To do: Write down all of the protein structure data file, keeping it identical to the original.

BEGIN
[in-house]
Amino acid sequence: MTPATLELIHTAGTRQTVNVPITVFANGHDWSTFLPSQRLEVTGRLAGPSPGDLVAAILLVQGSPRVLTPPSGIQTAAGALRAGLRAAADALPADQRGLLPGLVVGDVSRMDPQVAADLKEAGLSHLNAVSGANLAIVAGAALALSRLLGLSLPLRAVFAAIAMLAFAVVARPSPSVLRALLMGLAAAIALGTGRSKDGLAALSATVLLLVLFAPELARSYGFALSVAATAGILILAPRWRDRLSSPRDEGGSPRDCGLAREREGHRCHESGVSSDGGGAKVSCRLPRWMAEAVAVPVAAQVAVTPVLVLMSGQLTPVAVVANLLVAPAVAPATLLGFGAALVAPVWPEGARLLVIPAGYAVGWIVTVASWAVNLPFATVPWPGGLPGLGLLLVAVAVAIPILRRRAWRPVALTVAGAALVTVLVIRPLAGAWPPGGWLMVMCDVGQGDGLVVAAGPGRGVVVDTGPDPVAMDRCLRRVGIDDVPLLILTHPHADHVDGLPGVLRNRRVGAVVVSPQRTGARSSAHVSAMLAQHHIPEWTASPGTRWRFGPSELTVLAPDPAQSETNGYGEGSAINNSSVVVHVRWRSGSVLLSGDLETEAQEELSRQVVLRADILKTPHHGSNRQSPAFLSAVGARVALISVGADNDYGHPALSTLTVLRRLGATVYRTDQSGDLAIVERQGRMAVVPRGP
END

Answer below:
[in-house]
Amino acid sequence: MTPATLELIHTAGTRQTVNVPITVFANGHDWSTFLPSQRLEVTGRLAGPSPGDLVAAILLVQGSPRVLTPPSGIQTAAGALRAGLRAAADALPADQRGLLPGLVVGDVSRMDPQVAADLKEAGLSHLNAVSGANLAIVAGAALALSRLLGLSLPLRAVFAAIAMLAFAVVARPSPSVLRALLMGLAAAIALGTGRSKDGLAALSATVLLLVLFAPELARSYGFALSVAATAGILILAPRWRDRLSSPRDEGGSPRDCGLAREREGHRCHESGVSSDGGGAKVSCRLPRWMAEAVAVPVAAQVAVTPVLVLMSGQLTPVAVVANLLVAPAVAPATLLGFGAALVAPVWPEGARLLVIPAGYAVGWIVTVASWAVNLPFATVPWPGGLPGLGLLLVAVAVAIPILRRRAWRPVALTVAGAALVTVLVIRPLAGAWPPGGWLMVMCDVGQGDGLVVAAGPGRGVVVDTGPDPVAMDRCLRRVGIDDVPLLILTHPHADHVDGLPGVLRNRRVGAVVVSPQRTGARSSAHVSAMLAQHHIPEWTASPGTRWRFGPSELTVLAPDPAQSETNGYGEGSAINNSSVVVHVRWRSGSVLLSGDLETEAQEELSRQVVLRADILKTPHHGSNRQSPAFLSAVGARVALISVGADNDYGHPALSTLTVLRRLGATVYRTDQSGDLAIVERQGRMAVVPRGP